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JanForster
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Yes, you can. I've done so about three years ago, using 4 business cards and apparently taking numbers from "PI" (Vincent Hedan), apparently writing them on my cards on the fly (or in real time). Just adjust your presentation a bit. It is a perfect combination, as you stay in theme. First you are the "hero" (PI), then one of the spectators. Jan
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AlexanderG
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An interesting twist! So you open the book of numbers at a random page and pretend to write down four six-digit ones - when in fact, you're just writing down the numbers you've memorized.
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Quote:
On Dec 5, 2018, JanForster wrote:
Yes, you can. I've done so about three years ago, using 4 business cards and apparently taking numbers from "PI" (Vincent Hedan), apparently writing them on my cards on the fly (or in real time). Just adjust your presentation a bit. It is a perfect combination, as you stay in theme. First you are the "hero" (PI), then one of the spectators. Jan


It’s published or will be in your book in english?
My version of Eddie fetcher "Be Honest What's it?" it's available at Penguin Magic
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JanForster
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It has been published partly in a limited edition of lecture notes in 2015. I will think about it putting it in the book as well. But the handling should be obvious anyway. Jan
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Matt Pulsar
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Thanks for the great lecture Jan. I’ve alred started using your take on 4DT and I’m loving it. I have nothing but praise for the lecture. So, I’ll find the one thing I can pick at and question. Why do you start your show with the silly joke “I just flew in and boy are my arms tired.” It’s an old “groaner”. To me it’s sets up your character as something other than it is. I’m guessing you use something different in Germany but maybe not. Do people actually laugh at this? As I know everything in your act is well considered I imagine you have a reason for using this kind of joke to introduce yourself.

Thanks again for all the amazing work Jan!
Belief Manifests Reality.
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JanForster
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Thanks, Matt! Smile I never said it before, nor do I say it now or in future... I really said here only once as it was true, the timing, not the flight. I came with SAS (Frankfurt - Stockholm - Washington - Columbus ... 18 hours travel...) ... Jan
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You said it in both your lectures. It was funny both times.
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JanForster
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Funny, and I do not remember that... Smile
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Ever Elizalde
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Outstanding lecture, Jan! Your take on "Some total" is very clever. I had a "What didn't I think of that before?" moment.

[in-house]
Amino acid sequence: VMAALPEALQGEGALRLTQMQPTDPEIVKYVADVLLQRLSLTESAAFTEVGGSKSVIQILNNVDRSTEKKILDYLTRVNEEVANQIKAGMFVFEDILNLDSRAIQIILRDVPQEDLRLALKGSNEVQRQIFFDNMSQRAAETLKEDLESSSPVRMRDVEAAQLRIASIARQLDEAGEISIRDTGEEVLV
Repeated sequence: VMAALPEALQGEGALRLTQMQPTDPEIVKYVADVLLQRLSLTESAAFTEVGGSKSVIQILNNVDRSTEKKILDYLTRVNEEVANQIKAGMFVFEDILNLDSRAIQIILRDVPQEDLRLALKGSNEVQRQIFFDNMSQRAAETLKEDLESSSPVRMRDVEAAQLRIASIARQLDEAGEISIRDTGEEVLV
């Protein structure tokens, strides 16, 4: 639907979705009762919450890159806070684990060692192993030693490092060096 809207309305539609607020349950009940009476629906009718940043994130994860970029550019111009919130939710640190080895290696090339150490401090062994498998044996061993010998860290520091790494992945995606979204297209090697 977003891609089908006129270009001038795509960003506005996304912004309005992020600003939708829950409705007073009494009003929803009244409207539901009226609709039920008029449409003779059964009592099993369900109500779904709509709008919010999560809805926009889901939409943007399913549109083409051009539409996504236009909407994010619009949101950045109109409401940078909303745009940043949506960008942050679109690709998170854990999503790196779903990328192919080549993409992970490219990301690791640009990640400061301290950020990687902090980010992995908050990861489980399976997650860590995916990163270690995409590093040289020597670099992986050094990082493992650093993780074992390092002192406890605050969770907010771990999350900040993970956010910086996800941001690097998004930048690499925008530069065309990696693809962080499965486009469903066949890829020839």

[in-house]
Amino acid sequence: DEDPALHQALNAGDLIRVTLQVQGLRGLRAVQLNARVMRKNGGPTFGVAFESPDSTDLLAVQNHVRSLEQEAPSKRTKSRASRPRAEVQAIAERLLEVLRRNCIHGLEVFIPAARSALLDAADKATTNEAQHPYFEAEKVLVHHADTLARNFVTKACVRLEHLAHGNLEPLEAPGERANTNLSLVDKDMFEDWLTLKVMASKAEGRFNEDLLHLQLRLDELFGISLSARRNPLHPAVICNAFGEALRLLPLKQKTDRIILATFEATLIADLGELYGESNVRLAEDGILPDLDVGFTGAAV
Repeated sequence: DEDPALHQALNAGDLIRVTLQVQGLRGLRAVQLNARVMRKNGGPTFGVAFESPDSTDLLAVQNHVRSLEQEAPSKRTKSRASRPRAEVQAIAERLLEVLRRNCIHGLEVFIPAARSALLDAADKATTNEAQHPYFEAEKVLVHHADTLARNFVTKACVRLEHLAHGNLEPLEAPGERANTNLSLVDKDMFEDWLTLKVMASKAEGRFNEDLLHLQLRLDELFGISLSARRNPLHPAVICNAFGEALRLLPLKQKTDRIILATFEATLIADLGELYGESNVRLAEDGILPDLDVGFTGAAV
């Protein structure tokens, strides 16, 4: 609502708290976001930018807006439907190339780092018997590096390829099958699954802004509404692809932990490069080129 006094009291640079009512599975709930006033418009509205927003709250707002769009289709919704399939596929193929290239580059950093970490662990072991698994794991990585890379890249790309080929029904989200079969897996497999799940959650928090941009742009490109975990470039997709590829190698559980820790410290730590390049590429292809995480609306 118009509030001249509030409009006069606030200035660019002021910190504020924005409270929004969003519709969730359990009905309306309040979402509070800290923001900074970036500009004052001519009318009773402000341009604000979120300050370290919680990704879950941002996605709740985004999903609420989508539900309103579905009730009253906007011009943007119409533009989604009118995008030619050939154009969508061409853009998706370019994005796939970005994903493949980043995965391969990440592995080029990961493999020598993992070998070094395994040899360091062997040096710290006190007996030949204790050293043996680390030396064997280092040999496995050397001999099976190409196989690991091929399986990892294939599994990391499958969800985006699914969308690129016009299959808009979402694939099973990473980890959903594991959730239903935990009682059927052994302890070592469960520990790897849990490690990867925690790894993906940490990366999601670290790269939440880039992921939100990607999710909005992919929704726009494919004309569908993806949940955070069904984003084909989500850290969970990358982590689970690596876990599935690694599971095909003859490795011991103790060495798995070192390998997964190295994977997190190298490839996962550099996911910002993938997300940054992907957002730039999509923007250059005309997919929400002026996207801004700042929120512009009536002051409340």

Also, I've always loved the opener with the bags (I first learned this in Paolo Cavalli's "SIGMA", and then I saw Colin Cloud's take on it) but never felt too comfortable with it. Your version, however, without exaggerating and at risk of sounding cliché, went straight into my act! Smile

All the best,
Ever
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I love the finale, now working to adopt the trick, and make it my own. Jan big than you!!!
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The finale is good. It’s a routine that Fredric da Silva has performed in his Las Vegas show for many years.

Now that it’s released I guess we can all perform it.
JanForster
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I perform it – inspired by Satori – more or less this way since 2014 and had it for the first time in my (German) lecture notes 2015 (“M & M”, 2015, “Mental-Forum”). And I just got told that Daniel Weininger (whom I met during Mindvention) performs it quite similar since two years Smile Jan
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It must have been 2012 (or 2013) when I attended the first lecture - and saw Jan performing (... at Magie Exquisite - absolutely lovely location). And having had no prior konwledge of how he was doing these things, I was really stunned (..and still am - mind reading at its best) - and most importantly simply enjoyed his perfomance. I am really not into the discussion mentalsim vs. magic - it is just art meant to entertain. It's both for the people, to amaze - to make people smile - and I would say my repertoire would categorize me as "magician" (... the way I use cards and thelike). And Jan just amazed and impressed me (..as performer in general). His guiding of participants (when and how to let people speak and so on..) is great. And since I read all of his booklets and notes and wanted to see him perform his effects - that's why I purchased Jan's latest lecture. And it is simply fun to watch (..and seeing Jan handle situations that occasionally may happen - people sometimes are slow on the uptake ;-) ... never seen anybody eating stones - and Jan was clear on his questioning). I really love combining PI and Hypno Numbers - I am a bit of maths addicted ;-) I wonder whether Jan's effect at his opener gets "alieneted" when performed using a second colour on the tossed out paper ball (word = one colour/ pen used for writing the word = different colour). I used it successfully this way last week when it served me as another optional out.